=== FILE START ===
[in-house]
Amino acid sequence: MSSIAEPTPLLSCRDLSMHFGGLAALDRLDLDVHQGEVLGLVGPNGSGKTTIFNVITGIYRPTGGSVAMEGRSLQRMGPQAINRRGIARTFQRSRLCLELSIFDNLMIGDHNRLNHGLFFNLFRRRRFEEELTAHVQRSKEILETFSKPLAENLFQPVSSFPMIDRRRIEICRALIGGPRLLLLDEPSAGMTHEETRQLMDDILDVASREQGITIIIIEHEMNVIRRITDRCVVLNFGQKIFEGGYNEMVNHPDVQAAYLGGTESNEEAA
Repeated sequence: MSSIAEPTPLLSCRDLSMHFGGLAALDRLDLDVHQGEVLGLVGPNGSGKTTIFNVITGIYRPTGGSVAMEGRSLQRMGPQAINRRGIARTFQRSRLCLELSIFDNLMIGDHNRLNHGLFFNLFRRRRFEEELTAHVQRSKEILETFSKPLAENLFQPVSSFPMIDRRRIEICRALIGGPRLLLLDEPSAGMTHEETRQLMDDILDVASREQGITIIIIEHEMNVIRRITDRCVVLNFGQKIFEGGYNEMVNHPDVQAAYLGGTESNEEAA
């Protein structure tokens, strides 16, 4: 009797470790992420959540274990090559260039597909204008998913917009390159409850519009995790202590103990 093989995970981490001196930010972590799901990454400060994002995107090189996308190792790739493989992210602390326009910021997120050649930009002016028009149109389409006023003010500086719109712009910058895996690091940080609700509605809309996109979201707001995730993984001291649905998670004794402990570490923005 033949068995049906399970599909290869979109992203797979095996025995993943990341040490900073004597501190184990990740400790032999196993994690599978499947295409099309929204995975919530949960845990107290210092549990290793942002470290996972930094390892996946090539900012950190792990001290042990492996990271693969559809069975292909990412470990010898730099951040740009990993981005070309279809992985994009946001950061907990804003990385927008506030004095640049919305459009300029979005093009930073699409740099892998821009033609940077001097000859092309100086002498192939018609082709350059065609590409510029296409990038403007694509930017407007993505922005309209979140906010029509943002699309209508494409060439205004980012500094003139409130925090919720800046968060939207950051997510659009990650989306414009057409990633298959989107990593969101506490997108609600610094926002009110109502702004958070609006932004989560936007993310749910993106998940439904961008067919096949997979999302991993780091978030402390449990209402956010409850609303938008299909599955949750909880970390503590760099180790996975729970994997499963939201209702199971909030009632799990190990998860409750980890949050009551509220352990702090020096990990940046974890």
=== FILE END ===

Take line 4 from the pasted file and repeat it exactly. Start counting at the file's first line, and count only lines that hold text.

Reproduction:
């Protein structure tokens, strides 16, 4: 009797470790992420959540274990090559260039597909204008998913917009390159409850519009995790202590103990 093989995970981490001196930010972590799901990454400060994002995107090189996308190792790739493989992210602390326009910021997120050649930009002016028009149109389409006023003010500086719109712009910058895996690091940080609700509605809309996109979201707001995730993984001291649905998670004794402990570490923005 033949068995049906399970599909290869979109992203797979095996025995993943990341040490900073004597501190184990990740400790032999196993994690599978499947295409099309929204995975919530949960845990107290210092549990290793942002470290996972930094390892996946090539900012950190792990001290042990492996990271693969559809069975292909990412470990010898730099951040740009990993981005070309279809992985994009946001950061907990804003990385927008506030004095640049919305459009300029979005093009930073699409740099892998821009033609940077001097000859092309100086002498192939018609082709350059065609590409510029296409990038403007694509930017407007993505922005309209979140906010029509943002699309209508494409060439205004980012500094003139409130925090919720800046968060939207950051997510659009990650989306414009057409990633298959989107990593969101506490997108609600610094926002009110109502702004958070609006932004989560936007993310749910993106998940439904961008067919096949997979999302991993780091978030402390449990209402956010409850609303938008299909599955949750909880970390503590760099180790996975729970994997499963939201209702199971909030009632799990190990998860409750980890949050009551509220352990702090020096990990940046974890």